Hence in addition to the noise factor $\boldsymbol{n}$, the distorted input feature $\boldsymbol{y}$ should also be used as a factor to adjust the noisy output vector $R(\boldsymbol{y})$ to obtain the corresponding clean one $R(\boldsymbol{x})$.

In the experiments conducted, 24D log Mel filter-bank features with their 1st and 2nd order derivatives are used. The noise $\boldsymbol{n}$ is a 72D vector obtained by averaging the first and last 20 frames of each utterance. For each frame, we have a frame-invariant noise factor $\boldsymbol{n}$ and a frame variant factor $\boldsymbol{y}$ within an utterance.

In this paper, only the simple additive noise factor is used. The authors claim that further improvements are possible if some estimated channel factors are also used.

A novel method was proposed in this paper to adapt context dependent DNN-HMM with only limited number of parameters by taking into account the underlying factors that contributes to the distorted speech signal.

The paper generally classified the existing work on adapting neural networks into five groups:

1) LIN, LON, fDLR

2) LHN, oDLR

3) Activation function with different shapes: Hermitian based hidden activation functions

4) Regularization based approaches, such as L2 regularization [

*Regularized adaptation of discriminative classifiers*], KL-divergence regularization5) speaker code.

The three major components contributing to the excellent performance of CD-DNN-HMM are:

1) modeling senones directly even though there might be thousands or even tens of thousands of senones;

2) using DNNs instead of shallow MLPs;

3) using a long context window of frames as the input.

The HMM's state emission probability density function $p(\boldsymbol{x}|s)$ is computed by converting the state posterior probability $p(s|\boldsymbol{x})$ to

$p(\boldsymbol{x}|s) = \frac{p(s|\boldsymbol{x})}{p(s)} p(\boldsymbol{x})$

where $p(s)$ is the prior probability of state $s$, and $p(\boldsymbol{x})$ is independent of state and can be dropped during evaluation. [This paragraph is simply for my reference, as one of my paper reviewers do not like the term "scaled likelihood" when I discussed this process. I should follow this description in future whenever it is needed.]

The method proposed in this paper is termed as

**Acoustic Factorization VTS (AFVTS)**.Denote the input feature vector as $\boldsymbol{y}$ and the output vector right before the softmax activation as $\boldsymbol{r}$. The complex nonlinearity realized by the DNN model to convert $\boldsymbol{y}$ to $\boldsymbol{r}$ is represented by the function $R(.)$, i.e.

$\boldsymbol{r} = R( \boldsymbol{y})$

and the posterior probability vector is hence computed by $\text{softmax}(\boldsymbol{r})$.

To adapt an existing DNN to a new environment, the vector $\boldsymbol{r}$ is compensated by removing those unwanted parts caused by acoustic factors. Specifically, the modified vector $\boldsymbol{r}'$ is obtained by

$\boldsymbol{r}' = R(\boldsymbol{y}) + \sum_n Q_n f_n$

where $f_n$ is the underlying $n$-th acoustic factor and $Q_n$ is the corresponding loading matrix. Then $\boldsymbol{r}'$ instead of the original $\boldsymbol{r}$ is used to compute the final posterior probabilities.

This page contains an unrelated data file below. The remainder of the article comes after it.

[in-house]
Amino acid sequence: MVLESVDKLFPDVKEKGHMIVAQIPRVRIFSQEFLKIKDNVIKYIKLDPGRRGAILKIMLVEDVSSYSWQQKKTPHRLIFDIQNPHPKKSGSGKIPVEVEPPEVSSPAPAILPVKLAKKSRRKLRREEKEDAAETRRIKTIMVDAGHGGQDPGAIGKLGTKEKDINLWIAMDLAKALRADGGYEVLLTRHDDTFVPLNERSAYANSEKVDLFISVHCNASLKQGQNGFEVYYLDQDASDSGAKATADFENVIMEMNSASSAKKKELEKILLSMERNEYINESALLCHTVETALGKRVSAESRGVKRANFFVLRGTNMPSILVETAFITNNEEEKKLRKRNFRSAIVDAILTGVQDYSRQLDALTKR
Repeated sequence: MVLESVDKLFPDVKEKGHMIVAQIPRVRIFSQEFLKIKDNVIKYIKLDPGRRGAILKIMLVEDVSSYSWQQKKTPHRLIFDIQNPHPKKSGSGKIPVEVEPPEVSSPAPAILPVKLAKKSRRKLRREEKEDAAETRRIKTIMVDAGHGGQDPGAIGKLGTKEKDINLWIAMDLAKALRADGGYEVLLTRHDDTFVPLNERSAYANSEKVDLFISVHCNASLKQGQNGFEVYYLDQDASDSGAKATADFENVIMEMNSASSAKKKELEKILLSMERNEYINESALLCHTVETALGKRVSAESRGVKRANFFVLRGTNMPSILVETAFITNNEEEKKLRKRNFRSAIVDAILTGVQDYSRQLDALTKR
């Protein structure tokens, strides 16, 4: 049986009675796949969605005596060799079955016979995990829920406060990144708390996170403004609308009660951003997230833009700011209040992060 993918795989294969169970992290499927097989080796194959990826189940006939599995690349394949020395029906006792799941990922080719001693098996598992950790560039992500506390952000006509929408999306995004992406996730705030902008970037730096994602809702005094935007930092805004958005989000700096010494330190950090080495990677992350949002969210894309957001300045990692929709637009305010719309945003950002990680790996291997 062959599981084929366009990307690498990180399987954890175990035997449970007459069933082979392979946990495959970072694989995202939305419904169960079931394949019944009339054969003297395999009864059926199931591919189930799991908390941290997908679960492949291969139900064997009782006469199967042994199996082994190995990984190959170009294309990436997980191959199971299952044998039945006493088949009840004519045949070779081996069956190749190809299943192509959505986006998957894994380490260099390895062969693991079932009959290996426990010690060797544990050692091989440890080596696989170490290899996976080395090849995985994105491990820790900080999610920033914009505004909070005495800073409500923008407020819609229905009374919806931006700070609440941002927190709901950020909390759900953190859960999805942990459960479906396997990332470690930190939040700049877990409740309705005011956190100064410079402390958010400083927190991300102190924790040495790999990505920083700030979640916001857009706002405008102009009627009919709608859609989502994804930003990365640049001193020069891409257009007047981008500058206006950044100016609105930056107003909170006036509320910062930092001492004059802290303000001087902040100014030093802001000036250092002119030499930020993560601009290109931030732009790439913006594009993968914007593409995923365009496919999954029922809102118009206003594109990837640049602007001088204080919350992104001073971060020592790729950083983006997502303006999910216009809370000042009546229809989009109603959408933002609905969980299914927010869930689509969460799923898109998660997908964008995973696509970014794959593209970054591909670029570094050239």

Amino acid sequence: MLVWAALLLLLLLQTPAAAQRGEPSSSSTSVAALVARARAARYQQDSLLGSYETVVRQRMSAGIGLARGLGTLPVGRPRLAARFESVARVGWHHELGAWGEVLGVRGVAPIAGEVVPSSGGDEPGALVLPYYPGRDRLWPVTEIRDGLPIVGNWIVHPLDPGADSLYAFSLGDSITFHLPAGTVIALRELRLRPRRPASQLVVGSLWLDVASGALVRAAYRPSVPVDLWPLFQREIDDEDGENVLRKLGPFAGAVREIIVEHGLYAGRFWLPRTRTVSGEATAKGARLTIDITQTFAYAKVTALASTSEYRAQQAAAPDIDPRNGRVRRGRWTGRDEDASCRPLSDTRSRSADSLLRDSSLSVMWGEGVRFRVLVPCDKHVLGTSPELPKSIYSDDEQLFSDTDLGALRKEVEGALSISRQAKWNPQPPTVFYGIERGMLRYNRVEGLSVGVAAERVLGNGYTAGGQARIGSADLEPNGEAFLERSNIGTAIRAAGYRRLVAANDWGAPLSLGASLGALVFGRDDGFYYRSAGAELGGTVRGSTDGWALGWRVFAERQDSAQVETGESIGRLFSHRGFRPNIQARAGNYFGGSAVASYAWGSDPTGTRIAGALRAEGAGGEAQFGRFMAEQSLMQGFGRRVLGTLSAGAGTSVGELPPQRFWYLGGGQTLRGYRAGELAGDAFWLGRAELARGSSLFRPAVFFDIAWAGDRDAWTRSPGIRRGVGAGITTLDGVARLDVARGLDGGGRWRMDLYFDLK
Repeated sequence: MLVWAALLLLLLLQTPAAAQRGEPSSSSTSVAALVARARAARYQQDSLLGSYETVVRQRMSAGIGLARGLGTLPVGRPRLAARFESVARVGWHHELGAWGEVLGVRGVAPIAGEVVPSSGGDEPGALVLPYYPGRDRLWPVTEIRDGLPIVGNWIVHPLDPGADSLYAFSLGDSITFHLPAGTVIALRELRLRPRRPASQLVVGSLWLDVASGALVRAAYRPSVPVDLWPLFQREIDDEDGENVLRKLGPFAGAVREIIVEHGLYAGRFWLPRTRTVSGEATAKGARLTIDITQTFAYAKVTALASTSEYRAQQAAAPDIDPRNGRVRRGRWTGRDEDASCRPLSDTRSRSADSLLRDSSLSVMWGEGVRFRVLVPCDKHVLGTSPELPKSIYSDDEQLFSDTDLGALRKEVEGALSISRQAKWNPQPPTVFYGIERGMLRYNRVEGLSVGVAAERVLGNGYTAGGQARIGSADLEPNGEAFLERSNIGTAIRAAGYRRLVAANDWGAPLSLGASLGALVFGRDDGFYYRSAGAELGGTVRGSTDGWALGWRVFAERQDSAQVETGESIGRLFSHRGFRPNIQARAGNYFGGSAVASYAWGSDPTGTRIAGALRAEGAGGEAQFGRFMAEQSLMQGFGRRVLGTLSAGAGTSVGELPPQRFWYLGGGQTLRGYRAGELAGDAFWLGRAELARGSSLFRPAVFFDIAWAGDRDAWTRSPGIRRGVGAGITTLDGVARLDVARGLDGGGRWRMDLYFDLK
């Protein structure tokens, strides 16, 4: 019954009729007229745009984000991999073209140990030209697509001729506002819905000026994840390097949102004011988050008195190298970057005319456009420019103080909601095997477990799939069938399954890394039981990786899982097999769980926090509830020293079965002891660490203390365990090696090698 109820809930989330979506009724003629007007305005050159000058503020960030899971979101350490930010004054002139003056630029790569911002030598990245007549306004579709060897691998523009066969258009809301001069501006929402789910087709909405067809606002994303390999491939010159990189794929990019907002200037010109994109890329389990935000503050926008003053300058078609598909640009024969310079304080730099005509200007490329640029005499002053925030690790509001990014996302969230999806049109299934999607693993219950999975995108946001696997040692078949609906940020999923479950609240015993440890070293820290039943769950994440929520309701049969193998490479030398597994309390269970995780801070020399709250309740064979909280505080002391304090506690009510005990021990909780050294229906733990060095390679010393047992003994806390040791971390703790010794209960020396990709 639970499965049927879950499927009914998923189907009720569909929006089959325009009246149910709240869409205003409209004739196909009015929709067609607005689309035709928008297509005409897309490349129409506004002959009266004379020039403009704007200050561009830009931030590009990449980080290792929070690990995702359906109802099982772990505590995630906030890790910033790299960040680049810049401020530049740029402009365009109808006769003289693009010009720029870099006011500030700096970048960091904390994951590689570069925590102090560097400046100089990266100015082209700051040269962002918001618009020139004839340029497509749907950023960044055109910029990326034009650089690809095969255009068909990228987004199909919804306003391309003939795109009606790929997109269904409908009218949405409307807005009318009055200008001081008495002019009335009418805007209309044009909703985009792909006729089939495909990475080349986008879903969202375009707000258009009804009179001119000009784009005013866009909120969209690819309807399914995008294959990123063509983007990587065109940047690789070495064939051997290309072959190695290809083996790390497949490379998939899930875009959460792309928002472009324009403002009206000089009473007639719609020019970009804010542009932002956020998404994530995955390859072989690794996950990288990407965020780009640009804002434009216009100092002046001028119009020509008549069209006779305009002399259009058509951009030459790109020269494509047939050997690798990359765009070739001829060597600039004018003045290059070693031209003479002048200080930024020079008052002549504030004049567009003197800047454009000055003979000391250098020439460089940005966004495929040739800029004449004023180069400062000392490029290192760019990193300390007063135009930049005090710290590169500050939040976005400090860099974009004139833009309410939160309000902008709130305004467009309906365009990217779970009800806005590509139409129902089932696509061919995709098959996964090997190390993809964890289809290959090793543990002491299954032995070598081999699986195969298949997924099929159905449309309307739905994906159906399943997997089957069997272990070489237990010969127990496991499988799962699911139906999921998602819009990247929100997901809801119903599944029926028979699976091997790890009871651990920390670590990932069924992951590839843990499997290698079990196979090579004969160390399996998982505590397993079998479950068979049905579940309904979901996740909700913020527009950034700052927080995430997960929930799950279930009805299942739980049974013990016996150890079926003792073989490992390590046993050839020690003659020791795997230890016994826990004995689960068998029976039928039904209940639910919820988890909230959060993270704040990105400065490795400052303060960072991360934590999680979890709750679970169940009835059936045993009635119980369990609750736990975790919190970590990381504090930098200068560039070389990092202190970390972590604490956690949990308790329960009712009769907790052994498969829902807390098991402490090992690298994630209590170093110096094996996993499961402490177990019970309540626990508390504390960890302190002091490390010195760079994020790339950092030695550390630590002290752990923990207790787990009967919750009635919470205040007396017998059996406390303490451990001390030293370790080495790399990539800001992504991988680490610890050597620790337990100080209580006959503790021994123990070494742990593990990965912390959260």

The factors $[ f_1, \cdots , f_N ]$ are extracted from adaptation utterances and the loading matrices $[ Q_1, \cdots, Q_N ]$ are obtained from training data using EBP.

From the view of VTS, the above model could be derived as follows. Suppose the corresponding clean speech vector is $\boldsymbol{x}$ and noise is $\boldsymbol{n}$. All these features are in the log filter-bank domain. They have the following relationship:

$\boldsymbol{x} = \boldsymbol{y} + \log( 1 - \exp( \boldsymbol{n} - \boldsymbol{y}) ) $

[note the difference between the commonly used VTS equation, where the noisy speech is represented by the clean one.]and can be expanded with 1st order VTS at $(\boldsymbol{y}_0, \boldsymbol{n}_0)$ as

$\boldsymbol{x} \approx \boldsymbol{y} + \log (1 - \exp (\boldsymbol{n}_0 - \boldsymbol{y}_0) ) + \boldsymbol{A} (\boldsymbol{y} - \boldsymbol{y}_0) + \boldsymbol{B} (\boldsymbol{n} - \boldsymbol{n}_0)$,

where

\[

\boldsymbol{A} = \frac{\partial \log(1-\exp(\boldsymbol{n}-\boldsymbol{y}))}{\partial \boldsymbol{y}} |_{(\boldsymbol{y}_0, \boldsymbol{n}_0)} \\

$\boldsymbol{B} = \frac{\partial \log(1-\exp(\boldsymbol{n}-\boldsymbol{y}))}{\partial \boldsymbol{n}} |_{(\boldsymbol{y}_0, \boldsymbol{n}_0)}

\]

Then $R(\boldsymbol{x})$ can be expanded with 1st order VTS as

\[

R(\boldsymbol{x}) \approx R(\boldsymbol{x}_0) + \frac{\partial R}{\partial \boldsymbol{x}}|_{\boldsymbol{x}_0} (\boldsymbol{x} - \boldsymbol{x}_0)

\]

Use the noisy speech $\boldsymbol{y}$ as the $\boldsymbol{x}_0$ and the 1st order VTS approaximation, we have

\[

R(\boldsymbol{x}) \approx R(\boldsymbol{y}) + \frac{\partial R}{\partial \boldsymbol{x}}|_{\boldsymbol{y}} (\boldsymbol{x} - \boldsymbol{y}) \\

\approx R(\boldsymbol{y}) + \frac{\partial R}{\partial \boldsymbol{x}}|_{\boldsymbol{y}} (\log (1 - \exp (\boldsymbol{n}_0 - \boldsymbol{y}_0) ) + \boldsymbol{A} (\boldsymbol{y} - \boldsymbol{y}_0) + \boldsymbol{B} (\boldsymbol{n} - \boldsymbol{n}_0)) \\

= R(\boldsymbol{y}) + \frac{\partial R}{\partial \boldsymbol{x}}|_{\boldsymbol{y}} ( \boldsymbol{A} \boldsymbol{y} + \boldsymbol{B} \boldsymbol{n} + const.)

\]

Assuming that $\frac{\partial R}{\partial \boldsymbol{x}}|_{\boldsymbol{y}}$ is constant, the above equation could be simplified as:

\[

R(\boldsymbol{x}) \approx R(\boldsymbol{y}) + \boldsymbol{C} \boldsymbol{y} + \boldsymbol{D} \boldsymbol{n} + const.

\]